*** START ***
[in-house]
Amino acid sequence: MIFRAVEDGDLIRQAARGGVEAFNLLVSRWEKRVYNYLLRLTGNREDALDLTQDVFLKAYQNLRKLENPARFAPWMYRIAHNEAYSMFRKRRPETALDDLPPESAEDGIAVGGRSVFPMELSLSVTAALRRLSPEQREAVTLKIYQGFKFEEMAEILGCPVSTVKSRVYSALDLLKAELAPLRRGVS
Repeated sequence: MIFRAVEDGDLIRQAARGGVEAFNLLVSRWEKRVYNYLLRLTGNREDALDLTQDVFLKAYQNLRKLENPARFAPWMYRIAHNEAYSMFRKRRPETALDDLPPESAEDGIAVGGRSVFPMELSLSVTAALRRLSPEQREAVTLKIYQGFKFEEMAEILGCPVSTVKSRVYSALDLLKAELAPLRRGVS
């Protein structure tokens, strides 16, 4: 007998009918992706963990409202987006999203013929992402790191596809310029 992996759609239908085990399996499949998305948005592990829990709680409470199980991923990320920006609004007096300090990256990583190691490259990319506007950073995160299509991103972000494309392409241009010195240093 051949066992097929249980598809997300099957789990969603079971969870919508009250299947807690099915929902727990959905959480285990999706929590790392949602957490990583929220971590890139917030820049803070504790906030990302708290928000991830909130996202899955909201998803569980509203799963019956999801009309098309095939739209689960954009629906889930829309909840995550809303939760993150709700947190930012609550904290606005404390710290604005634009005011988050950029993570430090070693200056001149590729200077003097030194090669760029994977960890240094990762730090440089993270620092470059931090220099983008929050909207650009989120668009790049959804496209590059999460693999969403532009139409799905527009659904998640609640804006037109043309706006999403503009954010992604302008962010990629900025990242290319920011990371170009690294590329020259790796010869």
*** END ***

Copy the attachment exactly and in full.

[in-house]
Amino acid sequence: MIFRAVEDGDLIRQAARGGVEAFNLLVSRWEKRVYNYLLRLTGNREDALDLTQDVFLKAYQNLRKLENPARFAPWMYRIAHNEAYSMFRKRRPETALDDLPPESAEDGIAVGGRSVFPMELSLSVTAALRRLSPEQREAVTLKIYQGFKFEEMAEILGCPVSTVKSRVYSALDLLKAELAPLRRGVS
Repeated sequence: MIFRAVEDGDLIRQAARGGVEAFNLLVSRWEKRVYNYLLRLTGNREDALDLTQDVFLKAYQNLRKLENPARFAPWMYRIAHNEAYSMFRKRRPETALDDLPPESAEDGIAVGGRSVFPMELSLSVTAALRRLSPEQREAVTLKIYQGFKFEEMAEILGCPVSTVKSRVYSALDLLKAELAPLRRGVS
């Protein structure tokens, strides 16, 4: 007998009918992706963990409202987006999203013929992402790191596809310029 992996759609239908085990399996499949998305948005592990829990709680409470199980991923990320920006609004007096300090990256990583190691490259990319506007950073995160299509991103972000494309392409241009010195240093 051949066992097929249980598809997300099957789990969603079971969870919508009250299947807690099915929902727990959905959480285990999706929590790392949602957490990583929220971590890139917030820049803070504790906030990302708290928000991830909130996202899955909201998803569980509203799963019956999801009309098309095939739209689960954009629906889930829309909840995550809303939760993150709700947190930012609550904290606005404390710290604005634009005011988050950029993570430090070693200056001149590729200077003097030194090669760029994977960890240094990762730090440089993270620092470059931090220099983008929050909207650009989120668009790049959804496209590059999460693999969403532009139409799905527009659904998640609640804006037109043309706006999403503009954010992604302008962010990629900025990242290319920011990371170009690294590329020259790796010869």